I do still need to figure out the best approach for sealing the bottles though…..which will likely be either…..or a combination of both….marine grade silicon….and rubber (from old tire inner tubes) and/or pond liner plastic over the top.
Pretty sure I can get a combination of those to solve the problem.
The only other real issue I need to sort out is how to ensure each block is solidly bound to its neighbours….but I think it’ll be partly just more cable ties (using the same approach as within each block itself)…..and using the interlocking double layer….of staggered blocks….to help keep them together.
Eventually plant roots should eventually add strength…..and I figure I’ll assist that by adding coils and stuff of thick plastic cord…..which the plant roots will grow around….to help keep the entire structure together.
I don’t see any reason to think the prototype shouldn’t work. Just might need to keep adding more blocks to increase stability….and or adding extra plastic drums/bottles for extra buoyancy….which is just a matter of time and putting in the effort.November 23, 2012 at 2:43 pm #21487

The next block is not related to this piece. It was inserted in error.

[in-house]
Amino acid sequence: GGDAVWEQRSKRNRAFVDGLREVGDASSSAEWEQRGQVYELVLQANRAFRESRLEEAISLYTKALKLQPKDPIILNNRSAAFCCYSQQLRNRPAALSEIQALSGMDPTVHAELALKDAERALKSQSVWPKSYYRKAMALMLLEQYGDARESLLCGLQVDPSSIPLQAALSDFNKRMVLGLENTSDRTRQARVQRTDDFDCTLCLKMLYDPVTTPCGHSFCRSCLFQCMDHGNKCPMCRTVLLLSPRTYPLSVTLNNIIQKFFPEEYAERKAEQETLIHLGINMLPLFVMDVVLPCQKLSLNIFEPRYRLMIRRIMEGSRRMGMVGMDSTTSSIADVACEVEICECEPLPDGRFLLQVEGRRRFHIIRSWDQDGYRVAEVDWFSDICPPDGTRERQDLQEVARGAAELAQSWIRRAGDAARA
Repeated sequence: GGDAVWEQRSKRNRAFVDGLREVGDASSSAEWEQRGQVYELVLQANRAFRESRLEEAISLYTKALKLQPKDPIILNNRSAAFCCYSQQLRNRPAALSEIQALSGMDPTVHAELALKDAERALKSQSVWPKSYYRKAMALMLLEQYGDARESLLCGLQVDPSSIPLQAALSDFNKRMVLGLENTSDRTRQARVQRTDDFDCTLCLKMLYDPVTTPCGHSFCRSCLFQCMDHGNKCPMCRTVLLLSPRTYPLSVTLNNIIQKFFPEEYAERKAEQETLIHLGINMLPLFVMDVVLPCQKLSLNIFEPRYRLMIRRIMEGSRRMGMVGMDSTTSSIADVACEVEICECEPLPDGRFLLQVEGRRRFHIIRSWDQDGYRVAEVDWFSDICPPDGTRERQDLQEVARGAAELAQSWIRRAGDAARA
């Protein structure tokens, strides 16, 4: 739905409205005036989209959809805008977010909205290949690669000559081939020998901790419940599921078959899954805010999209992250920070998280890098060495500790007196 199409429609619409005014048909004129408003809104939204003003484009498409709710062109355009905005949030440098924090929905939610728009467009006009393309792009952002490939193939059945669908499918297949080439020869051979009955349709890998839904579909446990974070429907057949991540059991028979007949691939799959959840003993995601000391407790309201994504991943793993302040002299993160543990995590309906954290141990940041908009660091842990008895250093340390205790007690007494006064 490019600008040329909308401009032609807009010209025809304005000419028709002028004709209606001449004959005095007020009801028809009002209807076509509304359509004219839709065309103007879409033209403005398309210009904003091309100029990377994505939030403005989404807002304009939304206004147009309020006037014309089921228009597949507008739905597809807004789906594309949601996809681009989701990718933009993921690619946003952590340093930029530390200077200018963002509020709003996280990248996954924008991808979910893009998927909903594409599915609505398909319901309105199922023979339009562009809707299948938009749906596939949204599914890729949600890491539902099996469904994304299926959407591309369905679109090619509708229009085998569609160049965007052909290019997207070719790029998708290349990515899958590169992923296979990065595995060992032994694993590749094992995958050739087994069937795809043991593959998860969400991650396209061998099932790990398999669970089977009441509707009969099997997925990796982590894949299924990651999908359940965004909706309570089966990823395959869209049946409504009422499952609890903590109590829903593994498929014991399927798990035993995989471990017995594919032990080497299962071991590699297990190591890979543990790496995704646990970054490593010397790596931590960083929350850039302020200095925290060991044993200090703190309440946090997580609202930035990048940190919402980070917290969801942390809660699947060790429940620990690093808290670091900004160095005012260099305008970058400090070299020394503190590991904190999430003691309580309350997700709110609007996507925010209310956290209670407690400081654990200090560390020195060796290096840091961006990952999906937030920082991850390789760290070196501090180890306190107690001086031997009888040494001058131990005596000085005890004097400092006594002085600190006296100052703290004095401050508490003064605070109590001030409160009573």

I found an interesting example of a structure made from living plants:
Basically I want the majority of the structural strength of the stead to come from living plants, with their roots binding all the bottles together. This way if any part of it gets damaged, as long as it just manages to kinda stay together, then it should be able to repair itself by the roots filling the gap.
Also it means if the cable ties deteriorate after a while (which they will one day, just hoping they last for at least 5 years, and ideally at least 10) then it won’t matter. Spiral island had huge mangroves growing after just 2 years if I recall….so 5 years should be plenty of time to get some significant strength from the living plants.